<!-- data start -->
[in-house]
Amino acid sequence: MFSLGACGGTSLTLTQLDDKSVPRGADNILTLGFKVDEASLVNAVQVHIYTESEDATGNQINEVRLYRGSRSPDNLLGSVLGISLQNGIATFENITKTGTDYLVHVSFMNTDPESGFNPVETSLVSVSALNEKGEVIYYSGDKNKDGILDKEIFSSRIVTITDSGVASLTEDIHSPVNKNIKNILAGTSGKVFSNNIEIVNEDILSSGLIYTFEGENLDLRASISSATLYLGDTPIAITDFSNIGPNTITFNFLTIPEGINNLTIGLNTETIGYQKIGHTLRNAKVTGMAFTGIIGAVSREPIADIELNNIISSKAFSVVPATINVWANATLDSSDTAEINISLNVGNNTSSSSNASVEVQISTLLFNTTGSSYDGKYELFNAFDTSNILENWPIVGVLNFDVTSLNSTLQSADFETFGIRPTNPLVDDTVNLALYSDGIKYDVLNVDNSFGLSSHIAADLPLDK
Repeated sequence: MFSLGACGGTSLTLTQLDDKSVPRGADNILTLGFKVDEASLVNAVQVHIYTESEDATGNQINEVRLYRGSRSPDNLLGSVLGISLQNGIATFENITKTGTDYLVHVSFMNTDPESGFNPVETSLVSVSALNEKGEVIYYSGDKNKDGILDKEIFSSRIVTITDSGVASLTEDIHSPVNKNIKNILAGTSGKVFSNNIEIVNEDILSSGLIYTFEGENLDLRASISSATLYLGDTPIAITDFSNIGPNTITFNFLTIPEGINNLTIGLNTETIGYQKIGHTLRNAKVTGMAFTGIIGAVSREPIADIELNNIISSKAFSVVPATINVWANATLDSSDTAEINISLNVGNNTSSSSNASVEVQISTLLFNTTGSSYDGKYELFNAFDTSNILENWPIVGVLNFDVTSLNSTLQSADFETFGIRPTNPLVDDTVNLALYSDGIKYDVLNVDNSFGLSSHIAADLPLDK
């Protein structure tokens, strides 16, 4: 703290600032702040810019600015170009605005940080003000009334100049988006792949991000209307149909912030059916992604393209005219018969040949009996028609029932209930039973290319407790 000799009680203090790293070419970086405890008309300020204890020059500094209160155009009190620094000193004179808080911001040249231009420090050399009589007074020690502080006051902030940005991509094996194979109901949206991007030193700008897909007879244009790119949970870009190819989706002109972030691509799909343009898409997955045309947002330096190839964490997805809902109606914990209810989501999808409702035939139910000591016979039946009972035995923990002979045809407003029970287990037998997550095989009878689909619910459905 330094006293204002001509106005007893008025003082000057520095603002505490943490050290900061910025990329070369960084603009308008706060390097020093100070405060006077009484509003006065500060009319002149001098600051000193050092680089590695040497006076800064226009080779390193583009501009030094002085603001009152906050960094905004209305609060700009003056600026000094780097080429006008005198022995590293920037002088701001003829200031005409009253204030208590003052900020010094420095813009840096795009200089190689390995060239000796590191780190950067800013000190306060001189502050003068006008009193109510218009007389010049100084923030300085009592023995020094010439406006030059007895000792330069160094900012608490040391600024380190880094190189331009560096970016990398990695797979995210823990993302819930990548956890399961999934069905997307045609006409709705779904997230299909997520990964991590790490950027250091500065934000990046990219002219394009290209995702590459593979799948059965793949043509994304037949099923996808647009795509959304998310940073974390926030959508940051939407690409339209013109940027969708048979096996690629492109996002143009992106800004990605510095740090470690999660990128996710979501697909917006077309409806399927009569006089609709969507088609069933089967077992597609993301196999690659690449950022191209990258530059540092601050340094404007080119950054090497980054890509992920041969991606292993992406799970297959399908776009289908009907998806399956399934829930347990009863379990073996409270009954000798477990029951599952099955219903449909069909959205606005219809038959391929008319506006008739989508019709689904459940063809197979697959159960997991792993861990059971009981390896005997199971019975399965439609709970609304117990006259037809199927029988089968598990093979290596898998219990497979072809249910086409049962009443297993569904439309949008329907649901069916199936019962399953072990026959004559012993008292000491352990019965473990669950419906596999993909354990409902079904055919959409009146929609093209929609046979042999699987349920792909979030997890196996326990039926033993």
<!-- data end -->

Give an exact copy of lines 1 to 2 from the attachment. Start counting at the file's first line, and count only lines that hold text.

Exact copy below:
[in-house]
Amino acid sequence: MFSLGACGGTSLTLTQLDDKSVPRGADNILTLGFKVDEASLVNAVQVHIYTESEDATGNQINEVRLYRGSRSPDNLLGSVLGISLQNGIATFENITKTGTDYLVHVSFMNTDPESGFNPVETSLVSVSALNEKGEVIYYSGDKNKDGILDKEIFSSRIVTITDSGVASLTEDIHSPVNKNIKNILAGTSGKVFSNNIEIVNEDILSSGLIYTFEGENLDLRASISSATLYLGDTPIAITDFSNIGPNTITFNFLTIPEGINNLTIGLNTETIGYQKIGHTLRNAKVTGMAFTGIIGAVSREPIADIELNNIISSKAFSVVPATINVWANATLDSSDTAEINISLNVGNNTSSSSNASVEVQISTLLFNTTGSSYDGKYELFNAFDTSNILENWPIVGVLNFDVTSLNSTLQSADFETFGIRPTNPLVDDTVNLALYSDGIKYDVLNVDNSFGLSSHIAADLPLDK